Usually when I talk to backup and system administrators, they willingly talk about how great a product installation was. But it then becomes almost impossible to find anyone who wants to comment about what life is like after their backup appliance is installed. This blog entry represents a bit of anomaly in that someone willingly pulled back the curtain on what their experience was like after they had the appliance installed. In this third installment in my interview series with system architect, Fidel Michieli, describes how the implementation of Cohesity went in his environment and how Cohesity responded to issues that arose.
Jerome: Once you had Cohesity deployed in your environment, can you provide some insights into how it operated and how upgrades went?
Fidel: We have been through the upgrade process and the process of adding nodes twice. Those were the scary milestones that we did not test during the proof of concept (POC). Well, we did cover the upgrade process, but we did not cover adding nodes.
Jerome: How did those upgrade go? Seamlessly?
Fidel: The fact that our backup windows are small and we can run during the night essentially leaves all of our backup infrastructure idle during the day. If we take down one node at a time, we barely notice as we do not have anything running. But as software company, we expect there to be a few bumps along the way which we encountered.
Jerome: Can you describe a bit about the “bumps” that you encountered?
Fidel: We filled up the Cohesity cluster much faster than we expected which set its metadata sprawling. We went to 90-92 percent very quickly so we had to add in nodes in order to get the capacity back which was being taken up by its metadata.
Jerome: Do you control how much metadata the Cohesity cluster creates?
Fidel: The metadata size is associated with the amount of duplicated data it holds. As that grew, we started seeing some services restart and we got alerts of services restarting.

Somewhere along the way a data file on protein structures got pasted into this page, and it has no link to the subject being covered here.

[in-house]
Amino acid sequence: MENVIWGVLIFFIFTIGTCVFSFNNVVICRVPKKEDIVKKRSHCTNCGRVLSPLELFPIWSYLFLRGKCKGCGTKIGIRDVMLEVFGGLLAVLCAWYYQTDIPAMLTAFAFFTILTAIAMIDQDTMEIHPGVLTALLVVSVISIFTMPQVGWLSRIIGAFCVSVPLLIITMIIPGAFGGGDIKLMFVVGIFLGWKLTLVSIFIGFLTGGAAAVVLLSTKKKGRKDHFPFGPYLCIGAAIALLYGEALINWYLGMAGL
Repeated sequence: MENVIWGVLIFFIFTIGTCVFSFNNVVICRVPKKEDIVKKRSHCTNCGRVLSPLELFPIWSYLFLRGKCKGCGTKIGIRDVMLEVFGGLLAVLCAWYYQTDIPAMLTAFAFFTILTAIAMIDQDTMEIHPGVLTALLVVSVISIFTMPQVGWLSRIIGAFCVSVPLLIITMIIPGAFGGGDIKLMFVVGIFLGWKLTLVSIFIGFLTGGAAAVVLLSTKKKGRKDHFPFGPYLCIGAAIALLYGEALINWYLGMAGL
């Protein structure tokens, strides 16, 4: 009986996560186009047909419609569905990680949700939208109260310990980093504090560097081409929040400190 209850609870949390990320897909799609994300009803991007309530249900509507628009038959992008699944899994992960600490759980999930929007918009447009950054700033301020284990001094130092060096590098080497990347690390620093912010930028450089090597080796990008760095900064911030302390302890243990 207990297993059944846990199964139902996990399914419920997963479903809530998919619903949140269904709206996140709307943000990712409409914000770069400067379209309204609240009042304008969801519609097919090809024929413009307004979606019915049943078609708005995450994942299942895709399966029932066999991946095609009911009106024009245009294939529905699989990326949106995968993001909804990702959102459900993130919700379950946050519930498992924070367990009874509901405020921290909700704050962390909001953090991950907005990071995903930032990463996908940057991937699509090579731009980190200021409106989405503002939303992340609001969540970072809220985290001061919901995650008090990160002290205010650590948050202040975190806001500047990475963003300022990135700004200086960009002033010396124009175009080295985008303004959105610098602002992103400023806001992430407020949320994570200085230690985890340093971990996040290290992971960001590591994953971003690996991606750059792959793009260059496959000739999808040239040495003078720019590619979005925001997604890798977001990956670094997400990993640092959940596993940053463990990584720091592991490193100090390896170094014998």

Jerome: You corrected the out of capacity condition by adding more nodes?
Fidel: Temporarily, yes. Cohesity recognized we were not in a stable state and they did not want us to have a problem so they shipped us eight more nodes for us to create a new cluster. [Editor’s Note: Cohesity subsequently issued a new software release to store dedupe metadata more efficiently, which has since been implemented at this SaaS provider’s site.]
Jerome: That means a lot that Cohesity stepped up to the plate to support its product.
Fidel: It did. But while it was great that they shipped us the new cluster, I did not have any additional Ethernet ports to connect these new nodes as we did not have the additional port count in our infrastructure. To resolve this, Cohesity agreed to ship us the networking gear we needed. It talked to my network architect, found out what networking gear we liked, agreed to buy it and then shipped the gear to us overnight.
Further, my Cohesity system engineer, calls me every time I open a support ticket and shows up here. He replies and makes sure that my ticket moves through the support queue. He came down to install the original Cohesity cluster and the upgrades to the cluster, which we have been through twice already. The support experience has been fantastic and Cohesity has taken all of my requests into consideration as it has released software upgrades to its product, which is great.
Jerome: Can you share one of your requests that Cohesity has implemented into its software?
Fidel: We needed to have connectivity to Iron Mountain’s cloud. Cohesity got that certified with Iron Mountain so it works in a turnkey fashion. We also needed support for SQL Server which Cohesity into its road map at the time and which it recently delivered. We also needed Cohesity to certify support for Exchange 2016 so they expedited support for that so it is also now certified.
In part 1 of this interview series, Fidel shares the challenges that his company faced with its existing backup configuration as well as the struggles it encountered in identifying a backup solution that scaled to meet a dynamically changing and growing environment.
In part 2 of this interview series Fidel shares how he gained a comfort level with Cohesity prior to rolling it out enterprise-wide in his organization.
In part 4 of this interview series Fidel shares how Cohesity functions as both an integrated backup software appliance and a deduplicating target backup appliance in his company’s environment.